What Does Adrenal Insufficiency Have to Do with the Flu?


By Joy Stephenson-Laws, JD, Founder

Most overall healthy adults, especially those who have received the flu vaccine, are able to weather even the worst of flu symptoms and recover in a relatively short period of time.

So when 27-year-old personal trainer Jeremy Westerman, who was exceptionally fit and passionate about staying healthy, succumbed to the disease, it did not go unnoticed and left a lot of people wondering how something like this could happen to such a healthy, young man.

According to his friends and family, Westerman started to feel ill and quickly developed a high fever and congestion. And, as so many of us do, he decided to not see a doctor, took some over-the-counter cold medicine and tried to sleep it off.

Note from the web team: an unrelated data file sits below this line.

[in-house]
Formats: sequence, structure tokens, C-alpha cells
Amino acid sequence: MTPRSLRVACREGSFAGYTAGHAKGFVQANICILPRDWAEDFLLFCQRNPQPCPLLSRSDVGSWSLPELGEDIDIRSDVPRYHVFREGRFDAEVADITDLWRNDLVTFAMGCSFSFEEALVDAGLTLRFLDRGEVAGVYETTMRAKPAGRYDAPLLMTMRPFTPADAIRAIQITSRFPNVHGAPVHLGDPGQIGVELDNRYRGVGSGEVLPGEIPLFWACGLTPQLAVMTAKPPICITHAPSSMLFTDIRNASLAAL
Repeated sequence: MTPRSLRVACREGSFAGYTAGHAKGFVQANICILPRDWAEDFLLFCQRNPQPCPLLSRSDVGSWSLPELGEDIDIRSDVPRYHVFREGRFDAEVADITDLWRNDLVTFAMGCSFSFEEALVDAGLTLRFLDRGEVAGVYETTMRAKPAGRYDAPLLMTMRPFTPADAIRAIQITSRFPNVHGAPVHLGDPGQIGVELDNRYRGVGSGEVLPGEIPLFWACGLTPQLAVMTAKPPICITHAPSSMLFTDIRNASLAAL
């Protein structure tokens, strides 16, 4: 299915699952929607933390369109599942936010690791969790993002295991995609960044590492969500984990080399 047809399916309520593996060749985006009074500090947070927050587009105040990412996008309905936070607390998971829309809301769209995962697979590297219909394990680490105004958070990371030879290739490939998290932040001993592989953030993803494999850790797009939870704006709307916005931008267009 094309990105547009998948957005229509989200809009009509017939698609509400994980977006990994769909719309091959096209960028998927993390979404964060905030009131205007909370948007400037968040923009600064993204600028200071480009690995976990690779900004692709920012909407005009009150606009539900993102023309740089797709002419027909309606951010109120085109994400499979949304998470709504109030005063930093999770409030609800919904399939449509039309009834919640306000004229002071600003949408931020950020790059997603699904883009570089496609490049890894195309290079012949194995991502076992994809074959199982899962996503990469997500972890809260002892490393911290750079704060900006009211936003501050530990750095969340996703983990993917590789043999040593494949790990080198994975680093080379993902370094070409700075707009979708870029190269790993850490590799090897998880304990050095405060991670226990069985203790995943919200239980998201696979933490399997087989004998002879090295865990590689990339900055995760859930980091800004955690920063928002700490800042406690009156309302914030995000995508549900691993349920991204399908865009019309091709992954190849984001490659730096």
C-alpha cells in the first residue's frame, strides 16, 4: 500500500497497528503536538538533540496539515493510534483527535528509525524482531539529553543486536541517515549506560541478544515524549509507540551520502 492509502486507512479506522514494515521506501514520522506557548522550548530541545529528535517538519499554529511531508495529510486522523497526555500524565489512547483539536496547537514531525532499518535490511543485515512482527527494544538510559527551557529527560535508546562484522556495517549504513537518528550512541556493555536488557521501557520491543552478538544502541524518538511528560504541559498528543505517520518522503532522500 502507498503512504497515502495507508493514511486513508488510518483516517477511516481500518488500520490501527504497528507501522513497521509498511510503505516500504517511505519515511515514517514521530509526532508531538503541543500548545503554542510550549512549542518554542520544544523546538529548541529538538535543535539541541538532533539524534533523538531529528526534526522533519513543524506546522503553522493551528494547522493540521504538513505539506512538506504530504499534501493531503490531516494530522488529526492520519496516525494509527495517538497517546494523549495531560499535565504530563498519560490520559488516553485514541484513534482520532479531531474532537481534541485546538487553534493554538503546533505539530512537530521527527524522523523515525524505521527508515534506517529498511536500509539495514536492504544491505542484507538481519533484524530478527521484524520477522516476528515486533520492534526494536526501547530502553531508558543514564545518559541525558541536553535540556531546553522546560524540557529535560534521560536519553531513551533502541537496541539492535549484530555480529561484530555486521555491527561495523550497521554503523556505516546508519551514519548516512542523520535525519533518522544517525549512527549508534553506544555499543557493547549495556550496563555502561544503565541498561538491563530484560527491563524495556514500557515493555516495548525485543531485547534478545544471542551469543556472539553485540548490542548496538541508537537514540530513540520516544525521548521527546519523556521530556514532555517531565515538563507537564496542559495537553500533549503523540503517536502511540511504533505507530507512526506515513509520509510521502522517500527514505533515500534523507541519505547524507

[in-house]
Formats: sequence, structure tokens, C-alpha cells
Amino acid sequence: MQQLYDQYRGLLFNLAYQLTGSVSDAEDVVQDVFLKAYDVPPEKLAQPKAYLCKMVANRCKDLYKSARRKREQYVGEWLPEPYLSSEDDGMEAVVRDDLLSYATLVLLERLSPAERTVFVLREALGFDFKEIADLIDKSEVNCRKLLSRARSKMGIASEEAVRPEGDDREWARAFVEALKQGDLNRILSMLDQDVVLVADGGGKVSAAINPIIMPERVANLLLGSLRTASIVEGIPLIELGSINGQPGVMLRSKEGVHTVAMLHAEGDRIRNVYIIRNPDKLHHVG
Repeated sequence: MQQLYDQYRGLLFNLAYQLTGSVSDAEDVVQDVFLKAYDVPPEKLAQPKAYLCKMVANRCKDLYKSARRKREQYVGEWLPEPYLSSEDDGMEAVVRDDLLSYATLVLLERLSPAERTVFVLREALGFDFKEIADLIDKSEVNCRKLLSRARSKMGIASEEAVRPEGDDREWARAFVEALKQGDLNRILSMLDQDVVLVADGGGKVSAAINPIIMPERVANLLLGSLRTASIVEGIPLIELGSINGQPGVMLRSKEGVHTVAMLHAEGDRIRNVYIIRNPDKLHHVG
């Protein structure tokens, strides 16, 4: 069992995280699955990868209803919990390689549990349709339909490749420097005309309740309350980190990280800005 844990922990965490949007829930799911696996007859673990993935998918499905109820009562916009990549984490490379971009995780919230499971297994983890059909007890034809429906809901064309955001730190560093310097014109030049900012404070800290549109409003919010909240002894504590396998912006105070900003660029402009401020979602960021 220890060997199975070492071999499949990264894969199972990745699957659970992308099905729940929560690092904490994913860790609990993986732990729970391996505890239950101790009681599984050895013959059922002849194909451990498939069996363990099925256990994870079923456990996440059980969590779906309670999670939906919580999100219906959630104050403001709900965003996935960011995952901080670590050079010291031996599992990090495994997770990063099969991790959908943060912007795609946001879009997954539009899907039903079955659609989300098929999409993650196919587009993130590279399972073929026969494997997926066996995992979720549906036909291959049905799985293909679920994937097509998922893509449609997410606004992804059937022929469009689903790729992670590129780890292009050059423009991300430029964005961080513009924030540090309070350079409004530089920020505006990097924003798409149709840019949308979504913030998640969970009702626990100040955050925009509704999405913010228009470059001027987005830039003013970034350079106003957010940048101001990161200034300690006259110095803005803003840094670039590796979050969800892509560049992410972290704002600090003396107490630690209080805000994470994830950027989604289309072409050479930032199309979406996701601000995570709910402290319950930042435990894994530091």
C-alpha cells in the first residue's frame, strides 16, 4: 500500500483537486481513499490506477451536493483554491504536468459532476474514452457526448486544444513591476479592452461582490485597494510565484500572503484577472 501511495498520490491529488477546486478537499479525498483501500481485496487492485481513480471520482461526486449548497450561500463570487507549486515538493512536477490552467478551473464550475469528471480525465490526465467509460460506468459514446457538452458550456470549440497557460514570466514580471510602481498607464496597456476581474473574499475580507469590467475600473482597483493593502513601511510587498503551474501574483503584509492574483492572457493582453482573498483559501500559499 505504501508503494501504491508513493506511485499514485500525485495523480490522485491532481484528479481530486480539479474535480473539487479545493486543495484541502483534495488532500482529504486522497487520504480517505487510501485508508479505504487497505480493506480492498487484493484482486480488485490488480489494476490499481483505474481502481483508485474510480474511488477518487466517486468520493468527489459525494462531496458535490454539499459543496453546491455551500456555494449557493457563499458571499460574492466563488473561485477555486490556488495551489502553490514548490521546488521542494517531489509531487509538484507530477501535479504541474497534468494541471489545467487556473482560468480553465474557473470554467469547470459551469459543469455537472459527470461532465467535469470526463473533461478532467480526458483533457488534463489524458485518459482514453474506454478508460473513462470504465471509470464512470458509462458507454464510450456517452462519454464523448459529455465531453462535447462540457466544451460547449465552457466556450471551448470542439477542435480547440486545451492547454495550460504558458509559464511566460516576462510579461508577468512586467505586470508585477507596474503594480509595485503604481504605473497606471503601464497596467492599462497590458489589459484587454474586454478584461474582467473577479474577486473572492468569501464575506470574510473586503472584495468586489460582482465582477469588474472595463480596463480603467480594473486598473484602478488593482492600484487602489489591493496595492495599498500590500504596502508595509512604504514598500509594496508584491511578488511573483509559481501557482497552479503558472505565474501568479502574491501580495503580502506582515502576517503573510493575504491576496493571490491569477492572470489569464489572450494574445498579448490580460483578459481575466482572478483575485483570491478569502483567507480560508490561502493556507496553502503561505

Tragically, this decision ended up costing him his life.

Even during a minor outbreak, the flu kills about 12,000 Americans, the Centers for Disease Control and Prevention (CDC) estimates.

In a severe season, such as the one the U.S. is currently experiencing, it can kill upwards of 56,000. While many of these deaths are among the elderly or very young (like infants), the flu can be fatal to young or middle-aged adults who have underlying health problems such as heart or lung disease, diabetes or immune disorders.

In the case of 27-year-old Westerman, the coroner reported that in addition to having the influenza type A virus he also had adrenal insufficiency, which likely made him more vulnerable to the infection. And in someone who is battling an infection, the added stress this causes to the body may trigger additional adrenal insufficiency symptoms which, in and of themselves, could also prove to be fatal if not addressed quickly and adequately.